Flavour plays an important
role in life. It stimulates
salivary flow and acid digestion,
and can influence
the metabolism.

What is a flavor and what is its function?
Our ability to perceive flavors and textures while eating and drinking serves not only a physiological but also a social function. These basic sensations are an interaction: direct, indirect and even through space time by triggering images and emotions from the depths of our memories. Who has not felt a certain déjà-vu when a familiar smell carries us back to the good or maybe bad experiences of our childhood?

The sense of smell is the earliest identified sense in humans. When compared this sense’s development to other animals, the human is significantly more evolved. A person has over 1000 taste buds located on the tongue and oral cavity while a dog, for example, has only about 400.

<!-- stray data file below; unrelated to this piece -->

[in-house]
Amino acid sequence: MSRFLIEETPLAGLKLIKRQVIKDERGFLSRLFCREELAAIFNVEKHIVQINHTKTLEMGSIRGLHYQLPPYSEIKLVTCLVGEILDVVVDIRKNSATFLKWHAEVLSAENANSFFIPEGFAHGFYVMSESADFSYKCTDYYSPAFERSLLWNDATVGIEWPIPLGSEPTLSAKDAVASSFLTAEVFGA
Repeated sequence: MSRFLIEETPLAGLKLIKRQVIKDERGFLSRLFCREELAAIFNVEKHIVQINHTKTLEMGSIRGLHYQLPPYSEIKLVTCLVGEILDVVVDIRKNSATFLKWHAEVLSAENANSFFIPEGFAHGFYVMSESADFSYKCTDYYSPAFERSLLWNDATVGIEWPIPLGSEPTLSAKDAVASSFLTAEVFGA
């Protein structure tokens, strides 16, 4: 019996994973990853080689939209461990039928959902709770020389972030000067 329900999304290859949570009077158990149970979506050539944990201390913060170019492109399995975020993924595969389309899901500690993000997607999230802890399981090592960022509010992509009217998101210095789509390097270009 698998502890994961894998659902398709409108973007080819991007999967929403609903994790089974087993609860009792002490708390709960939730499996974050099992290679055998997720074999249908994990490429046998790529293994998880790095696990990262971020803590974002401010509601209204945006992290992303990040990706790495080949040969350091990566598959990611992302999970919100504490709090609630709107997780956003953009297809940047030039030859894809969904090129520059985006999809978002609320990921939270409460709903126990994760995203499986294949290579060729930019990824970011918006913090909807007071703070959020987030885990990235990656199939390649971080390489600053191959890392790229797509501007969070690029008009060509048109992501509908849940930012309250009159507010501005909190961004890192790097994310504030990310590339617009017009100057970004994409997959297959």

Our sense of smell can distinguish the basic trends of salty, sweet, sour, bitter and the savory richness of umami. Allowing us to distinguish between thousands of individual flavors and combinations of harmonious mixes.

The real perception and differentiation of flavor does not occur directly in the mouth but in the nose. This is why people, who by either natural or accidental causes have lost the sense of smell also lose their sense of taste. Without the sense of smell, eating and drinking lose a pleasant sensation. The alluring and robust aroma of a cup of well-toasted coffee becomes a dull and acid warm liquid in the mouth.

What is usually understood as flavor is the combination of both taste and smell, layered with information about texture and temperature detected in the mouth.

The word “aroma” (flavor) originated from Greece and originally meant spice, seasoning. Today the word aroma is understood as an olfactory sensations arising from various natural products. Flavors are really complex mixtures of volatile substances perceived by the olfactory and gustatory organs. The smell of apple for example comprises more than 300 different aromatic substances.